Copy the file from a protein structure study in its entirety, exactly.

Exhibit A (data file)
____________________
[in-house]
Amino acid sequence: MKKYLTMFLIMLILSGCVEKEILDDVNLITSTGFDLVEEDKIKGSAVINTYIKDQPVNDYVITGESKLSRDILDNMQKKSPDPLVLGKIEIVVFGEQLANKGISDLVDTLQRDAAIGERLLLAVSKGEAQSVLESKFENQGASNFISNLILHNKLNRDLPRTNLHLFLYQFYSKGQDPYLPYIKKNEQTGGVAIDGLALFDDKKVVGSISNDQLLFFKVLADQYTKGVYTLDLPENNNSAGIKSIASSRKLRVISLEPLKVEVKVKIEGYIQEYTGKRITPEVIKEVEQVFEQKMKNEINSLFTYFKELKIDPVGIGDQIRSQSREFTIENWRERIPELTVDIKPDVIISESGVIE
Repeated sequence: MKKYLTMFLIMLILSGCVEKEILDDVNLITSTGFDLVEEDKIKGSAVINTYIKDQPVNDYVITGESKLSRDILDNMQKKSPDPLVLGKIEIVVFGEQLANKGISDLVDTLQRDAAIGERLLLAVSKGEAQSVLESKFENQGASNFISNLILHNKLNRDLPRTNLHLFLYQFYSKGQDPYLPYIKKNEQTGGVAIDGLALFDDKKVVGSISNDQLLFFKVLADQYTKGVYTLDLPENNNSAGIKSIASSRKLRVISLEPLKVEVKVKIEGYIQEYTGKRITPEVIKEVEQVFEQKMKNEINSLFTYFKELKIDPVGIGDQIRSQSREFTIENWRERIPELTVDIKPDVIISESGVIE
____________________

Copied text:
[in-house]
Amino acid sequence: MKKYLTMFLIMLILSGCVEKEILDDVNLITSTGFDLVEEDKIKGSAVINTYIKDQPVNDYVITGESKLSRDILDNMQKKSPDPLVLGKIEIVVFGEQLANKGISDLVDTLQRDAAIGERLLLAVSKGEAQSVLESKFENQGASNFISNLILHNKLNRDLPRTNLHLFLYQFYSKGQDPYLPYIKKNEQTGGVAIDGLALFDDKKVVGSISNDQLLFFKVLADQYTKGVYTLDLPENNNSAGIKSIASSRKLRVISLEPLKVEVKVKIEGYIQEYTGKRITPEVIKEVEQVFEQKMKNEINSLFTYFKELKIDPVGIGDQIRSQSREFTIENWRERIPELTVDIKPDVIISESGVIE
Repeated sequence: MKKYLTMFLIMLILSGCVEKEILDDVNLITSTGFDLVEEDKIKGSAVINTYIKDQPVNDYVITGESKLSRDILDNMQKKSPDPLVLGKIEIVVFGEQLANKGISDLVDTLQRDAAIGERLLLAVSKGEAQSVLESKFENQGASNFISNLILHNKLNRDLPRTNLHLFLYQFYSKGQDPYLPYIKKNEQTGGVAIDGLALFDDKKVVGSISNDQLLFFKVLADQYTKGVYTLDLPENNNSAGIKSIASSRKLRVISLEPLKVEVKVKIEGYIQEYTGKRITPEVIKEVEQVFEQKMKNEINSLFTYFKELKIDPVGIGDQIRSQSREFTIENWRERIPELTVDIKPDVIISESGVIE